I tapped the small black button on the door of my Hyundai i10, rapidly. It didn’t open. One of the cons of having an automatic car that didn’t require me to plug in the key in the door was that I often forgot the key at home. Shit. I ran inside the house with my bag. My mother had already fetched it for me. She was giving me her disapproving look and I knew a long lecture on responsibility was coming my way. So, I grabbed the key from her and ran. It was 8.15 A.M already and I was running late for my meeting. I got behind the wheel and started the engine. I undid the hand break, reversed, steered the wheels to my right, pushed the auto-gear to drive mode, and zoomed out of sight of my mother. If I drove fast enough, I would make it in time I assured myself. Technically, Google agreed with me. According to the search engine it should take exactly 45 minutes to go from Banashankari to Bellandur. Pragmatically, no Bangalorean would agree with that. Wading through the traffic especially at peak hours, when all my fellow IT Professionals would be on the roads, would take at least 2 hours. I had reached Jayanagar in ten. I was at a traffic signal when I realized I was sweating profusely. I turned up the A.C. and tuned in to the international station on the radio. I craned my neck to check my reflection in the review mirror. I looked like I had just woken up. I licked my chapped lips, and turned my attention to the road. By then, the signal had turned green and off I went. I had barely managed to move a few meters when I was stopped by a procession. I cursed and honked. I didn’t know what the procession was about, and I couldn’t care less. My boss expected me to be there in her cabin by 9, procession or no procession. She hated me for owing a car at the age of twenty-four in the first place, now if I was late, I would only receive her wrath in the rating and promotion cycle meeting. I wished I hadn’t snoozed my alarm this morning. Miraculously, I reached Koramangala without cursing anybody and was on Sarjapur Main Road when a buffalo almost hit the car. Fortunately, I hit the brakes on time. Then, I honked angrily at the cowherd who was responsible for the animal. It was a quarter to nine. I was still optimistic about this. I raced to Agara Lake as the clock struck 9. The traffic was now pathetically slow, until to my utter dismay, it came to a full stop. I put my head out of the window. Ahead, the traffic lights had been switched off, and a policeman was directing. To my horror, he was aggravating the situation by letting only the vehicles of one lane pass. I knew what this meant, and I was so angry: a bloody politician was coming this way, and we would all have to wait for the next twenty minutes so that his car moves hassle free. I honked like woman possessed, and the policeman shot me look of warning. Some of the others stared at me too, like I was a psychopath. I cracked my knuckles and sighed. At last a series of three to four cars whizzed past, a sea of vehicles and angry drivers facing them on either side. When the policeman finally let us go, I was so agitated I flipped him the bird as I drove out of the signal. My mind was racing, and I hit the accelerator to match the speed with my thoughts. It all happened in a matter of seconds. The car suddenly shook and I lost control of it, there was a truck ahead and I knew I could not lower the speed instantly, so I tried to overtake it and in a failed attempt I hit the divider. I could hear a loud thud but my vision was blocked. A man who stood on the divider had fallen on my windshield. The car was making a grunting noise and I realized my foot was still on the accelerator. I removed it. I pulled the handbrake. My heart was beating in my mouth. A voice inside my head was instructing me, asking me to get myself out of the car. I switch off the car and unbuckled my seat-belt. My door side was jammed due to the divider, so I put my legs over the passenger seat and got out from there. My stomach was churning with fear. I begged for the man to not be dead. Groups of people were accumulating around me. He was unconscious and his forehead was bleeding. Somebody helped me lift the man from the windshield and seat him in my car. He was young, perhaps in his late twenties, dressed in formals and wore a tag around his neck. Somebody sprinkled water on him, while I went around to check the damage. The metal board below the headlight was bent, but otherwise it was okay. I picked up the bag fallen on the road and put it in the backseat. He was slowly gaining consciousness, rubbing his eyes.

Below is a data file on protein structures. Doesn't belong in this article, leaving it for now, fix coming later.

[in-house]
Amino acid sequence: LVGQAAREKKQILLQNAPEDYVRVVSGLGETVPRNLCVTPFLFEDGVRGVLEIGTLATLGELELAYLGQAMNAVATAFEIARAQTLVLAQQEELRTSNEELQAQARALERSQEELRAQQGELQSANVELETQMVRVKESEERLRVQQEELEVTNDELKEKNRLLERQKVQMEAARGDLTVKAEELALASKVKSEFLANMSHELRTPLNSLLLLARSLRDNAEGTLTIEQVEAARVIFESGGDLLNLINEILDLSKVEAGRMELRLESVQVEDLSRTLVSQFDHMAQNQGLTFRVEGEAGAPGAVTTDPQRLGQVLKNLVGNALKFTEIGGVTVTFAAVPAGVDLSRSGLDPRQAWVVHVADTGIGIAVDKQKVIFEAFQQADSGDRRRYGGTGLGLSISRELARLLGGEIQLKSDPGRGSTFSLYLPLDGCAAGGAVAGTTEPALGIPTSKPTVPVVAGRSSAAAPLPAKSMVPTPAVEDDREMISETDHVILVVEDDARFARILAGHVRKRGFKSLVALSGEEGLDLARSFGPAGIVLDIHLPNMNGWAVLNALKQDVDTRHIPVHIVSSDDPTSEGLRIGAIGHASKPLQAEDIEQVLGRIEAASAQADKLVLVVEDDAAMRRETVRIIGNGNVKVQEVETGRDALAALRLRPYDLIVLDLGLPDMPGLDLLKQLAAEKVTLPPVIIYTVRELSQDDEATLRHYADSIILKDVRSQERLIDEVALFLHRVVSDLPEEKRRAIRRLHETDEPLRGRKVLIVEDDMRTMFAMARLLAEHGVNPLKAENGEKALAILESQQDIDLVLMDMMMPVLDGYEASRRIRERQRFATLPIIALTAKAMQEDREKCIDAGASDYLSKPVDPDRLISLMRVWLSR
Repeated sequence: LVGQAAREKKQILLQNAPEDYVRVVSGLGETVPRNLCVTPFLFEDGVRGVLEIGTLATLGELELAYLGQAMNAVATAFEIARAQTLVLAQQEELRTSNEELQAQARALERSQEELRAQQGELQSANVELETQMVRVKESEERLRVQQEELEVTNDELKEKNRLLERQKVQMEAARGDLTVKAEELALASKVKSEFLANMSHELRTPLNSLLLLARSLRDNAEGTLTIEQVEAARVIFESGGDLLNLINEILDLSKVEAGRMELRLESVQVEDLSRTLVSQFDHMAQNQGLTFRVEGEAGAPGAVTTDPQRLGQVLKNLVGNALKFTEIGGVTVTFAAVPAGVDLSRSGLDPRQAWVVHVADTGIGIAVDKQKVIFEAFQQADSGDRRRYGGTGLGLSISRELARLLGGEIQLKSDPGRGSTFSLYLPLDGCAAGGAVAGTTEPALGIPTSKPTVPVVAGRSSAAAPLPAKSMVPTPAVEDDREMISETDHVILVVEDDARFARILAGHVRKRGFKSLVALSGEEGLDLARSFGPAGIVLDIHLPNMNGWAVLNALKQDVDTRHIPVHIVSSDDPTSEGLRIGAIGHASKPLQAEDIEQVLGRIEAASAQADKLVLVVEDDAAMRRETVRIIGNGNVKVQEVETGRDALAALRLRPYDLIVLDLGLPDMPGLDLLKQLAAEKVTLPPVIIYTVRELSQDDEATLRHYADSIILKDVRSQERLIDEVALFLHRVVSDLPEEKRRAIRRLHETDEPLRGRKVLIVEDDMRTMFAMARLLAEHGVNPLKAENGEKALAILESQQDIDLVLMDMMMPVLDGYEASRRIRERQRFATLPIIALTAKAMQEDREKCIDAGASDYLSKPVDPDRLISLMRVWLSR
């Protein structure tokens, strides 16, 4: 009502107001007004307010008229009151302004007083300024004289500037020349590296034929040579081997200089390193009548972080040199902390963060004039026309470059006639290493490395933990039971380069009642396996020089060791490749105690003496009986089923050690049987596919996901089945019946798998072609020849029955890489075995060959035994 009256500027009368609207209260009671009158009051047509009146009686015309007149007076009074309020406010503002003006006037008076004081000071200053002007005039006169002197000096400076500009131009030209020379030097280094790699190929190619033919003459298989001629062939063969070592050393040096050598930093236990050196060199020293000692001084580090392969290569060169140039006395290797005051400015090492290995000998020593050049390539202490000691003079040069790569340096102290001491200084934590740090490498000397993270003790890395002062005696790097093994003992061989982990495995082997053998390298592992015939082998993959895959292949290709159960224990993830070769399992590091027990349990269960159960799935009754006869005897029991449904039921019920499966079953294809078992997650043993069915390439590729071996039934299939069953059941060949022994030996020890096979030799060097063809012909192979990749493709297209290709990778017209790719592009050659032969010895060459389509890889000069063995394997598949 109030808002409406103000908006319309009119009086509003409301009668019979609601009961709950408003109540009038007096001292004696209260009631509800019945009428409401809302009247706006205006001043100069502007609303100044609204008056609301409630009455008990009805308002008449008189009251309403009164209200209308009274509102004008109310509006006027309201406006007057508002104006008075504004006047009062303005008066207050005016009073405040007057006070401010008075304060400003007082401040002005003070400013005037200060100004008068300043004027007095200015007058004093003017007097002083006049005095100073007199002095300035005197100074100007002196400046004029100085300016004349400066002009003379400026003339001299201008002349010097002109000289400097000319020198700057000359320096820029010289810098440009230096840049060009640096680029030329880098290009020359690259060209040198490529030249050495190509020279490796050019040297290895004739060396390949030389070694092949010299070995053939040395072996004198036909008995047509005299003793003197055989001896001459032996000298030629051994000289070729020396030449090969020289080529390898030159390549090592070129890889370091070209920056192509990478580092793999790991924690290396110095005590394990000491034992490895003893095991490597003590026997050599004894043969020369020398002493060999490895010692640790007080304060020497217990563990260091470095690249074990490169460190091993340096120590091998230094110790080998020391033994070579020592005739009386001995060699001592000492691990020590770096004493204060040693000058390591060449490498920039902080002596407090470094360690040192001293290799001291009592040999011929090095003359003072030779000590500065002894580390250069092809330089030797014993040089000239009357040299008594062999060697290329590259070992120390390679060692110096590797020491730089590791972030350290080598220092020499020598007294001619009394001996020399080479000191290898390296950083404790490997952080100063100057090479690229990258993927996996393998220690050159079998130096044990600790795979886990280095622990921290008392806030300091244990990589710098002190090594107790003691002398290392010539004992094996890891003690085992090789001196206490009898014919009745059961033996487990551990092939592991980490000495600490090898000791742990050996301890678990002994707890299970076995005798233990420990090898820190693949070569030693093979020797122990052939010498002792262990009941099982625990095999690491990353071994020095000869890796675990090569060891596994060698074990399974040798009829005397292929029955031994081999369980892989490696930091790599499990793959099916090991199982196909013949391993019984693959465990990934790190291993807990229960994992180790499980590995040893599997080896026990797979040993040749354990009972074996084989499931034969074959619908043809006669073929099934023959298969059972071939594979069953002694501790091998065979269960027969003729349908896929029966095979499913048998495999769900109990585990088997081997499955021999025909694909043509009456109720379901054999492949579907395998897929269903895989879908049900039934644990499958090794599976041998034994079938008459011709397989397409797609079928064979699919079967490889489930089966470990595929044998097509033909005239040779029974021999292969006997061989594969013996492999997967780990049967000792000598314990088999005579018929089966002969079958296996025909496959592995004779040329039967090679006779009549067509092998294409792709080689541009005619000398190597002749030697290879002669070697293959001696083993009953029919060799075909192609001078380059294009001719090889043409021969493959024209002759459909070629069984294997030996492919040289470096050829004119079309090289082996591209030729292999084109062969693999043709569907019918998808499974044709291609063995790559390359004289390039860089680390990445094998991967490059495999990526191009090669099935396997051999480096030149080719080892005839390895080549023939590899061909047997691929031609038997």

“Do you have a license?”